On Tuesday, November 3rd, Americans crouched at home and waited for the 2020 election results. While election night has meant electoral parties in previous years, this year the process was fraught with an added layer of tension, and due to the coronavirus -Lots of people watched the pandemic alone or in small social bubbles.
Many of the events of 2016 described themselves as “election trauma”. We knew we probably wouldn't see a final result for days or weeks, but we still sat in front of the TV and waited for something – anything – to happen. When we were doomed, we ordered delivery and drank through the night; The search for “fries near me” and “liquor store near me” reached record highs. Vox turned to delivery services across the country to find out what Americans ate and drank on election night.
Alcohol sales rose and the blue states drank a lot more than the red states
According to Drizly, a liquor supplier, the blue states it serves saw a 75.32 percent increase last night compared to the previous four Tuesdays. These states include California, Oregon, Washington, Illinois, Massachusetts, Rhode Island, Connecticut, New Jersey, New York, Vermont, Maryland, and Washington, DC. In the seven red states that Drizly operates in (Idaho, Wyoming, Oklahoma, Missouri, Louisiana, Tennessee, and Kentucky), revenue was only 33 percent higher (possibly because states like Louisiana have Daiquiri Drive-Thrus) . In swing states like Colorado, Florida, Minnesota, North Carolina, Ohio, Arizona, Georgia, Pennsylvania, and Texas, which have their own drive-thru rum chain called Eskimo Hut, Drizly's sales rose 54, 84 percent.
Most of Drizly's election sales were in wine (42.38 percent) and spirits (40.84 percent). People had little interest in beer, which only made up 14.67 percent of sales (by 2020, beer made up 19 percent of Drizly's sales). Red wine was the most popular choice, accounting for 45.88 percent of Drizly wine sold on election night. White wine lagged behind with 25.98 percent, 19.48 percent champagne and sparkling wines and only 5.49 percent rosé made up the rest. In swing states, people preferred alcohol over wine and beer, which accounted for 45.84 percent of alcohol purchases (41 percent of Drizly's 2020 sales came from alcohol and wine, 38 percent).
In New York City, sales rose 110.41 percent, a figure only surpassed by DC, which saw sales jump 132.57 percent. In Boston, where a curfew is due to come into effect on November 6 due to the coronavirus, sales were 83.41 percent above the average for the last four Tuesdays.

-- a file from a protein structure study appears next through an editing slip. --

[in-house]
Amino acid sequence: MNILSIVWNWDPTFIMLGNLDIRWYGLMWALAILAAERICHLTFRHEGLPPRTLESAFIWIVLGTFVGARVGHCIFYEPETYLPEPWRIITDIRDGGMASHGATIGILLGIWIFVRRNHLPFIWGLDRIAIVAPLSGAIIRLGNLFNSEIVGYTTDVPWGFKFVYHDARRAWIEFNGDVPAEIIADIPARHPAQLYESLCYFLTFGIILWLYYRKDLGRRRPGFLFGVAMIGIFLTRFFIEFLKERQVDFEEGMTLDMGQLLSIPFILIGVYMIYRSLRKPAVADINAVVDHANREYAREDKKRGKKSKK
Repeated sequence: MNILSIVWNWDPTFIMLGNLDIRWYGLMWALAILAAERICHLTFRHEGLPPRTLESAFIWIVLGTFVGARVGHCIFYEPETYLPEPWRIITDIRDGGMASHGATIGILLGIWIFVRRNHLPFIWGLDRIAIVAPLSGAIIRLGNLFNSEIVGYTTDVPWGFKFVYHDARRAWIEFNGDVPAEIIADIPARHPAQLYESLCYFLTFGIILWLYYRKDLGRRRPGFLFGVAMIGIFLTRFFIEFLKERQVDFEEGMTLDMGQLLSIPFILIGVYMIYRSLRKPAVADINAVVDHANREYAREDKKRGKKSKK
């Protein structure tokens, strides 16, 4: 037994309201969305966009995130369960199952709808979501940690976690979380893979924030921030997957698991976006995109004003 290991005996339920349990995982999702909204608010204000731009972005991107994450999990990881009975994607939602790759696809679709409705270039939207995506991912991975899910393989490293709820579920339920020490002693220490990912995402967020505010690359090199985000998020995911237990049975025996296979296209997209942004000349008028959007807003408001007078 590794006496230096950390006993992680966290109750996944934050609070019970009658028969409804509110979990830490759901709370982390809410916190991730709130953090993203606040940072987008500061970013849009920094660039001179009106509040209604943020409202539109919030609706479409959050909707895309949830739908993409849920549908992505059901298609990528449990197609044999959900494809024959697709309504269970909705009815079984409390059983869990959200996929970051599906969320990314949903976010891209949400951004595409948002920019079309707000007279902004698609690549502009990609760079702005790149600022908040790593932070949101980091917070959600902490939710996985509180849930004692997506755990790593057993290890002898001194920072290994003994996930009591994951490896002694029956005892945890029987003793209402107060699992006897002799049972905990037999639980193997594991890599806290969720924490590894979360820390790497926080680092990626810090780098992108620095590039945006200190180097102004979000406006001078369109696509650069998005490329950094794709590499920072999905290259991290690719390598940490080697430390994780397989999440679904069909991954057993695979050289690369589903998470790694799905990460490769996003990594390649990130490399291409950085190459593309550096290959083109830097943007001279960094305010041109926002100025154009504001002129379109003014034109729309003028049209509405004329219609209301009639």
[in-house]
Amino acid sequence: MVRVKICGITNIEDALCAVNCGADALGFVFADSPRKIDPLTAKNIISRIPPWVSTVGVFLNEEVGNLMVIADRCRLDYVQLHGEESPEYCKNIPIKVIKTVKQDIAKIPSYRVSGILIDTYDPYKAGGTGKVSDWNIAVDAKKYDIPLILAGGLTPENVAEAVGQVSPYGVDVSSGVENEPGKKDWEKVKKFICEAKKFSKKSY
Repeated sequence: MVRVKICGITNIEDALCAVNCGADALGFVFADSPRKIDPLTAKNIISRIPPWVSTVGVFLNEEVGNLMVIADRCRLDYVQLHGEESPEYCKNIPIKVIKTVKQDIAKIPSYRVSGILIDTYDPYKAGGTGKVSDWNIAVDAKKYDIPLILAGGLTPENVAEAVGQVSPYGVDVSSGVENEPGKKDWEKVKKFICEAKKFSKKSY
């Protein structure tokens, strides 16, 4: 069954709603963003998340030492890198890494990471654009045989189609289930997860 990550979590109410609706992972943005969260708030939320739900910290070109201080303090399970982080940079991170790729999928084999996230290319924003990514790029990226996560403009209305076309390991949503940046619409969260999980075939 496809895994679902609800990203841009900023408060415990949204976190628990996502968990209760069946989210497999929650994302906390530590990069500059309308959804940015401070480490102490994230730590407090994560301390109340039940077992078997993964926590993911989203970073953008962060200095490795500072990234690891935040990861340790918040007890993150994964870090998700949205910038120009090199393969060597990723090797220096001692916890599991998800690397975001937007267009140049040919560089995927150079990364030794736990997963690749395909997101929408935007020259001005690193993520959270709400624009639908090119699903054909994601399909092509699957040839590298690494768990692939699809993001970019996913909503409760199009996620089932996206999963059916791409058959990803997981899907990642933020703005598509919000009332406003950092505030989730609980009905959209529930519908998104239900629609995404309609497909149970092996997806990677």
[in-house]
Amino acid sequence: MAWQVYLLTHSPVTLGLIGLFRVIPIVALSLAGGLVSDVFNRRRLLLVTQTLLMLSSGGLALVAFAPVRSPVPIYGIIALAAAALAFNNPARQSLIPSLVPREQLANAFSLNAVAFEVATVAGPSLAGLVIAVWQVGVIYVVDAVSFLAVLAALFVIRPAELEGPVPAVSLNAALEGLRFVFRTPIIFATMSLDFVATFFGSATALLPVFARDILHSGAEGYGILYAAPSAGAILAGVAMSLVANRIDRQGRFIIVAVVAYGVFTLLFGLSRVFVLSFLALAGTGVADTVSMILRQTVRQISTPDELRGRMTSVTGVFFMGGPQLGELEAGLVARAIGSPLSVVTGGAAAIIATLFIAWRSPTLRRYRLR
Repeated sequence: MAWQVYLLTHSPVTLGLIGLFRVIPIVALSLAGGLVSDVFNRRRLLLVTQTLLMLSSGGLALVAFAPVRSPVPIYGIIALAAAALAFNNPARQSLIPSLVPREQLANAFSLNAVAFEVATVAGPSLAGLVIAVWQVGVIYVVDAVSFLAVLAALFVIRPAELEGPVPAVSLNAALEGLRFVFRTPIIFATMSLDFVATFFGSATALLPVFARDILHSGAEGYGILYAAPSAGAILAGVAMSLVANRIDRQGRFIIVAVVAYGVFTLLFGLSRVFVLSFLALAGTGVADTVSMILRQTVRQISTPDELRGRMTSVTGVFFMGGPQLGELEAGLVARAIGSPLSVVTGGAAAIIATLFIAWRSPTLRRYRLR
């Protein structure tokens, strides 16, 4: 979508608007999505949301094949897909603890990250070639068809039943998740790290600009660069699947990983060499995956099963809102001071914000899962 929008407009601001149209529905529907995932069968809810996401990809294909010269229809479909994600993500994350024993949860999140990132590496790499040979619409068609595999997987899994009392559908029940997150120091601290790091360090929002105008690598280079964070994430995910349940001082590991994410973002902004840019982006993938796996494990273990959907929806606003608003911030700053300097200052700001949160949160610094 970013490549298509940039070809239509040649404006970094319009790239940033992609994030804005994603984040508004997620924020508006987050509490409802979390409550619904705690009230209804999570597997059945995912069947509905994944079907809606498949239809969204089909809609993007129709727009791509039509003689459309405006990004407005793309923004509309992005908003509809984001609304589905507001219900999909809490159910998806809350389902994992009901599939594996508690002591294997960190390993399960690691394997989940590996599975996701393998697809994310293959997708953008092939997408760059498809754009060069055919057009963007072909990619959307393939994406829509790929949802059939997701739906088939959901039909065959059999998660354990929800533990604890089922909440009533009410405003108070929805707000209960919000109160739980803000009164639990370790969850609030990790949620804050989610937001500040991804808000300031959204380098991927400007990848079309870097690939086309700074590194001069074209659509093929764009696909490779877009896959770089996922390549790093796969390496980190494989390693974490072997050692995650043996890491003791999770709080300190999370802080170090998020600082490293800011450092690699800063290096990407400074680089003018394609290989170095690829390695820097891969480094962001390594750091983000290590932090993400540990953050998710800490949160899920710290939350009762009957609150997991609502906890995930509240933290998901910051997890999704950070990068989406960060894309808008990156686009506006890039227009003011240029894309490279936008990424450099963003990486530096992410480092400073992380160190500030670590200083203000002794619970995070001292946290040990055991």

Comfort food carried us through
According to DoorDash, fried and carbohydrate-filled foods were popular on election night. The most commonly ordered food was french fries, which may not come as a surprise as they go well with plenty of alcohol. Generally, on election night, people withdrew to their lowest instincts, ordering items like chicken fingers (# 2), mozzarella sticks (# 10), and sundaes of hot fudge (# 13). These foods are well-known childhood classics that are easy to calm and panic on yourself.
Additionally, cheese seems to be number one – lots of people ordered cheeseburgers (# 3), chicken quesadillas (# 4), nachos (# 7), mac and cheese (# 12), and cheesesteaks (# 14 ). Orders from Shareables like “Margherita Flatbread” and “Cheese Pizza” rose by 825 percent and 80 percent respectively compared to the previous Tuesday. The gap between the two is, frankly, extremely funny; Perhaps the hosts thought a "flatbread" would be more impressive to serve the guests?
On the sweet side, people indulged in baked goods like cinnamon rolls (No. 8) and apple pie (No. 9). Two milkshake flavors made it into the 20 most frequently ordered items: chocolate (No. 11) and strawberry (No. 15).
With votes still being counted in several states, his election night will span several election days and nights, so we can expect our diets to suffer from such numbers in the coming weeks.
Sign up for the
Are you helping keep Vox free for everyone?
The United States is in the middle of one of the most momentous presidential elections of our life. It is important that all Americans have access to clear, concise information about what the outcome of the election could mean for their lives and the lives of their families and communities. This is our mission at Vox. However, our distinctive brand of explanatory journalism is resource intensive. Even if the economy and the news advertising market recover, your support will be a vital part of keeping our resource-intensive work going. If you've already contributed, thank you. If you don't, please help everyone understand these presidential elections: Contribute from as little as $ 3 today.